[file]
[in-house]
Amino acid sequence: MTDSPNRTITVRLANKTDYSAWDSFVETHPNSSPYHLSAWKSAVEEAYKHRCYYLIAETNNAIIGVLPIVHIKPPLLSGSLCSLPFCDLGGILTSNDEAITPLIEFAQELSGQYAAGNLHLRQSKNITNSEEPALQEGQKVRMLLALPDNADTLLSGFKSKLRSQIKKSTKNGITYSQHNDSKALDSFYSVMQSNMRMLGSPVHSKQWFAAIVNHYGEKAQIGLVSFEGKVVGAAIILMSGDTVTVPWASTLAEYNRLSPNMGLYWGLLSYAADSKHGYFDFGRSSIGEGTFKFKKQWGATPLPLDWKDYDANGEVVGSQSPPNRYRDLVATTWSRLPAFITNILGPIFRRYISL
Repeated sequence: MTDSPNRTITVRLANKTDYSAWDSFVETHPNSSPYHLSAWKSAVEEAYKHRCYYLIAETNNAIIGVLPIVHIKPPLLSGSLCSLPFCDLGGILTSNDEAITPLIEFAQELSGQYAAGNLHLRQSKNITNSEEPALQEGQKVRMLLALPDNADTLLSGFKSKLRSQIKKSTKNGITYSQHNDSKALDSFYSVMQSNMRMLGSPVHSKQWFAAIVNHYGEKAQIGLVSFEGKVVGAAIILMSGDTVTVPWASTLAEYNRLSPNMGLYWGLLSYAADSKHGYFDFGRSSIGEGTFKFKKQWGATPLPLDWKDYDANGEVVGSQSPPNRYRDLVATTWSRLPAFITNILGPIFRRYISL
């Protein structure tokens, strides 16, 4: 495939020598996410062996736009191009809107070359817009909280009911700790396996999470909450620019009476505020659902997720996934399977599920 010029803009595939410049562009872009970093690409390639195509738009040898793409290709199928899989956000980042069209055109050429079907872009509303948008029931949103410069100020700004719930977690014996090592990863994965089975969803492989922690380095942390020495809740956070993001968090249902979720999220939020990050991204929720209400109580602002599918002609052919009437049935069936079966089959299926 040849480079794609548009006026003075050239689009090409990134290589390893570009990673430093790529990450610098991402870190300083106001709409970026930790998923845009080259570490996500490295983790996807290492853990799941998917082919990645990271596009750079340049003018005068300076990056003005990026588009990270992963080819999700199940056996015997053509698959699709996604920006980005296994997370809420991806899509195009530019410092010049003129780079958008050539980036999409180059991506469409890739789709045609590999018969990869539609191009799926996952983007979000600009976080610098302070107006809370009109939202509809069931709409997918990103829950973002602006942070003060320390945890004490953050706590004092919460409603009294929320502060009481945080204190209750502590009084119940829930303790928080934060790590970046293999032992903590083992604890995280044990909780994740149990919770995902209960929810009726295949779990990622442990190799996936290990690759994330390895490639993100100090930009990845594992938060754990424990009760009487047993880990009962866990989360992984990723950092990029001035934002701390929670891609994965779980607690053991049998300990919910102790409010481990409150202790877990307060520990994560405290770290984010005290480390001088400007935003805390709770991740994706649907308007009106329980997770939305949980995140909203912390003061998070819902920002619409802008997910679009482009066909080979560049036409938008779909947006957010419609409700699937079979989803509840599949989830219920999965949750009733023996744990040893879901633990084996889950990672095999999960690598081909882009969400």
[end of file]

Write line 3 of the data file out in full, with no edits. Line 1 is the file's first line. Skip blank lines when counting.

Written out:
Repeated sequence: MTDSPNRTITVRLANKTDYSAWDSFVETHPNSSPYHLSAWKSAVEEAYKHRCYYLIAETNNAIIGVLPIVHIKPPLLSGSLCSLPFCDLGGILTSNDEAITPLIEFAQELSGQYAAGNLHLRQSKNITNSEEPALQEGQKVRMLLALPDNADTLLSGFKSKLRSQIKKSTKNGITYSQHNDSKALDSFYSVMQSNMRMLGSPVHSKQWFAAIVNHYGEKAQIGLVSFEGKVVGAAIILMSGDTVTVPWASTLAEYNRLSPNMGLYWGLLSYAADSKHGYFDFGRSSIGEGTFKFKKQWGATPLPLDWKDYDANGEVVGSQSPPNRYRDLVATTWSRLPAFITNILGPIFRRYISL